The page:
Four Reasons Families Love the Wyoming Dinosaur Center
More than 58 mounted dinosaur skeletons, hundreds of displays and dioramas highlighting the prehistoric past, and an impressive roster of hands-on educational programs — including opportunities to participate in real fossil digs — are just a few reasons why the Wyoming Dinosaur Center in Thermopolis is one of Wyoming’s most-beloved family attractions. The expansive complex’s dig sites, museum and complete fossil-prep lab offer a glimpse into fascinating periods in history when larger-than-life creatures roamed the earth.
1. The museum has one of the largest and most-unique fossil collections in the world.
The Wyoming Dinosaur Center is on the southern border of the Bighorn Basin, home to some of the richest fossil-bearing strata in the western United States. The organization’s field technicians have found and identified more than 130 dig sites in the area, known as Warm Springs Ranch, and the museum houses a wide array of notable specimens.
Stroll the Hall of Dinosaurs to meet a colossal 106-foot-long Supersaurus named Jimbo, lauded to be one of the largest dinosaurs ever mounted, and Stan, a 35-foot Tyrannosaurus rex that’s displayed charging a Triceratops. You’ll also see a rare Archaeopteryx, a winged beast known as the missing link between birds and dinos and one of the most complete and best-preserved specimens of its kind in the world.
2. You can go on real digs.
For a once-in-a-lifetime adventure, sign up for the Dig for a Day program, where aspiring paleontologists of all ages can help fossil hunters excavate real specimens. Wyoming Dinosaur Center staff and visitors have uncovered more than 10,000 bones from dig sites in the area — many of which have been identified as long-necked Sauropods. Uncover leg and tail bones, ribs, claws or even complete skeletons, and learn how to preserve and document your discovery. While it’s not guaranteed that you’ll find a fossil, and even if you don’t, your work will help scientists learn more about Wyoming’s prehistoric past.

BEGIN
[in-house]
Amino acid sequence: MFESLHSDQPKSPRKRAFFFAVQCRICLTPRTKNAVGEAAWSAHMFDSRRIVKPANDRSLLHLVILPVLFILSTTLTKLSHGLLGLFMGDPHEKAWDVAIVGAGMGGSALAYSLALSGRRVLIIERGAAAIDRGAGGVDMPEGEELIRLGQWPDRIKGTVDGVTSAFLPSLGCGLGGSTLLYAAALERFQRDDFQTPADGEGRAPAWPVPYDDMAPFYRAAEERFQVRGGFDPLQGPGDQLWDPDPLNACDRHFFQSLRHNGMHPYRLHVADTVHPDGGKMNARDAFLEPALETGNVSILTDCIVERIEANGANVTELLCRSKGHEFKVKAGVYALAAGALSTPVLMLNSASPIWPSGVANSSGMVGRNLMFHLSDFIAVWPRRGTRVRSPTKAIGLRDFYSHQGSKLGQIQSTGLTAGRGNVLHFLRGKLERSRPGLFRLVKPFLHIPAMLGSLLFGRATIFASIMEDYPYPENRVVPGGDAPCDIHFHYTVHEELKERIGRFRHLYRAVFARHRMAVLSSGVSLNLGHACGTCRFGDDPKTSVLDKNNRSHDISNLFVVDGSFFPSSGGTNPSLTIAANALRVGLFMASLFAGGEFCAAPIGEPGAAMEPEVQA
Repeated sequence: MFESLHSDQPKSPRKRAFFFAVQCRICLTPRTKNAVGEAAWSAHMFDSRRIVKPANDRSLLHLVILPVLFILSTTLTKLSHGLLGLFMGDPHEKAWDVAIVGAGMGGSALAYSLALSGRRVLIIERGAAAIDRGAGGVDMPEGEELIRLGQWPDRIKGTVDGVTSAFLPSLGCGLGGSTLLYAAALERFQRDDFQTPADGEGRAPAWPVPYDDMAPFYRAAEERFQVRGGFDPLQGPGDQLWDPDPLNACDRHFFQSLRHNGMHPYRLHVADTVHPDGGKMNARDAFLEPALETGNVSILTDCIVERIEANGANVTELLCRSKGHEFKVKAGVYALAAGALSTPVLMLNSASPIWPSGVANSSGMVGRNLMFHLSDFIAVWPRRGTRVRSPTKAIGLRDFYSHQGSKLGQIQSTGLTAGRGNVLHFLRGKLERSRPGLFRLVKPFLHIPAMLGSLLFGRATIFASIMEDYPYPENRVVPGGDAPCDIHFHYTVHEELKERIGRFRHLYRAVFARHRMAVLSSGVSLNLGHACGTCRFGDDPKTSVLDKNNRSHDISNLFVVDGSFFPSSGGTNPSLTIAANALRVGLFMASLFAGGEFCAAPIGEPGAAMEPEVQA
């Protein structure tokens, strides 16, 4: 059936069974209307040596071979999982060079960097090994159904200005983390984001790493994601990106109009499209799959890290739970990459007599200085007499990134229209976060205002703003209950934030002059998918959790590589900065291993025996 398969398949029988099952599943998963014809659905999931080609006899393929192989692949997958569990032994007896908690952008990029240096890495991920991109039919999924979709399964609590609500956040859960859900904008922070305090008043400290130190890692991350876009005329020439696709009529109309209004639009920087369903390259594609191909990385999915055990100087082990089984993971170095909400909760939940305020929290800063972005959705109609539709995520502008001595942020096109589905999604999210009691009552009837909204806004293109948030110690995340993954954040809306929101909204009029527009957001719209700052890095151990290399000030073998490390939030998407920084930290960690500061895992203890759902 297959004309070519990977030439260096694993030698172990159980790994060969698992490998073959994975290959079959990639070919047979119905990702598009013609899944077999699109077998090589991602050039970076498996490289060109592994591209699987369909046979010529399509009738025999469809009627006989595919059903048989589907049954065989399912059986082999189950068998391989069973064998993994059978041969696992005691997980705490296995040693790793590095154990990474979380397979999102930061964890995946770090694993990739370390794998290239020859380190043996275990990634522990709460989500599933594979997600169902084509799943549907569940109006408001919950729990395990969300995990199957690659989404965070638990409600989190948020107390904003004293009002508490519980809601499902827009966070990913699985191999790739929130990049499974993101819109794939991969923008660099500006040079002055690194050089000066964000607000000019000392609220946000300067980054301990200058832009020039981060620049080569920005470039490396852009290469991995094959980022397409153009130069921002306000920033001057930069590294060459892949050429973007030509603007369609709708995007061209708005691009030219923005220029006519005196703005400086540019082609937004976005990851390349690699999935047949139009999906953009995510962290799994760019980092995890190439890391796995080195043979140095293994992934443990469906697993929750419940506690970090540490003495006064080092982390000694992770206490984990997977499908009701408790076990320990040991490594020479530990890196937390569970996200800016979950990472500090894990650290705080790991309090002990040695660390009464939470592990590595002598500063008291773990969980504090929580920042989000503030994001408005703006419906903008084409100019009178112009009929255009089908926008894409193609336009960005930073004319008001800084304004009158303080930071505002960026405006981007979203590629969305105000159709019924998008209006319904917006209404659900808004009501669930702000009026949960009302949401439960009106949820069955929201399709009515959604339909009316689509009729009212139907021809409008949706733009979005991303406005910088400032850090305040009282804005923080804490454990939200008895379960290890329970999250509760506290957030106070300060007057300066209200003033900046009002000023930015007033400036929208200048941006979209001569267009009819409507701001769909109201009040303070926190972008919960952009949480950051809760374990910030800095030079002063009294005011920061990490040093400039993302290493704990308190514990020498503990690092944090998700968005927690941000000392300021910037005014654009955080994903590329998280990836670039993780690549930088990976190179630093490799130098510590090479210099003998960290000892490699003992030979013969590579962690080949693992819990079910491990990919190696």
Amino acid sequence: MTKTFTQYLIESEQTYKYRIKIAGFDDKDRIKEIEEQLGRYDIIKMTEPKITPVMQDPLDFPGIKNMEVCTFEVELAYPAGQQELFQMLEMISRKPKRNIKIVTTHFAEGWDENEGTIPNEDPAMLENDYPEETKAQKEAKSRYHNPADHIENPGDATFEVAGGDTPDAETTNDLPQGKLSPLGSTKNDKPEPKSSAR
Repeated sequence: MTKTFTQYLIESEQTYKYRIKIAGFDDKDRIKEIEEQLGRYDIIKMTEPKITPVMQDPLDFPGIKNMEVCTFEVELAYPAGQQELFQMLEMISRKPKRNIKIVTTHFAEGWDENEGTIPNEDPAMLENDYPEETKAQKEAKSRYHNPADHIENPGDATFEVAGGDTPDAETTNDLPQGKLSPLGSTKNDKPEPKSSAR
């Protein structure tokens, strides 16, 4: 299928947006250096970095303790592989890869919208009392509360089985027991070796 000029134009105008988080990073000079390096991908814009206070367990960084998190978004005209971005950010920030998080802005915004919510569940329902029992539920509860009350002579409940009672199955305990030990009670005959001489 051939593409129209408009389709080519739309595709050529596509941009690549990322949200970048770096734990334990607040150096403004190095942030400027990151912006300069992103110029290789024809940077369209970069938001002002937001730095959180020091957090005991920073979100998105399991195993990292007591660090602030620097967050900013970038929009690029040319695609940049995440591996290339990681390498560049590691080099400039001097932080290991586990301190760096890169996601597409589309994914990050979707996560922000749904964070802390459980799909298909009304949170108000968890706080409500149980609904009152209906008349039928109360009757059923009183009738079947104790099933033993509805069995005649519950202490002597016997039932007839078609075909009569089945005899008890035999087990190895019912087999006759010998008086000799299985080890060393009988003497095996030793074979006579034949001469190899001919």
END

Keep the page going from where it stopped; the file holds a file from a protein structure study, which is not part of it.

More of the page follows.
Digs take place late May through mid-September (weather permitting) and a sack lunch, transportation and all tools are provided. Additionally, the Wyoming Dinosaur Center hosts a Kids’ Dig program on select dates throughout the summer for youngsters ages 8–12. Excursions include a museum and prep-lab tour, the chance for kiddos to mold and cast their own fossils, along with lunch and an interpretive geologic tour of Thermopolis’ Hot Springs State Park.
3. There are exhibits for all ages.
Trace the complex origins of life on earth, from the single-celled protozoa and the rise of arthropods (invertebrates with exoskeletons like insects and crustaceans) to the dawn of the dinosaurs, on the Walk Thru Time exhibit and browse the extensive collection of fossilized marine reptiles and displays of pre-Mesozoic fossils, including numerous fish and invertebrates. Kids and adults will get a kick out of exploring collections that showcase animals from more recent times, such as camels, horses and rodents, and feeling dwarfed next to massive dinosaur skeletons posed in various scenes.
Featuring more than 10 stations, the Wyoming Dinosaur Center also has one of the finest fossil-preparatory labs in the West. Massive amounts of dinosaur bones from surrounding quarries and beyond are processed in the lab each year. Stop by to see technicians clean, repair and preserve the fossils.
4. It’s easy to stay in Thermopolis to make a weekend out of your trip.
From soaking in natural mineral springs and spotting the resident buffalo herd at Hot Springs State Park to admiring the unique geology of the Rainbow Terraces from a swinging bridge above the Bighorn River, there’s plenty of things to do in Thermopolis. Plus, the north-central Wyoming town has an abundance of family-friendly lodging options — so a road trip to the Wyoming Dinosaur Center is both easy and affordable.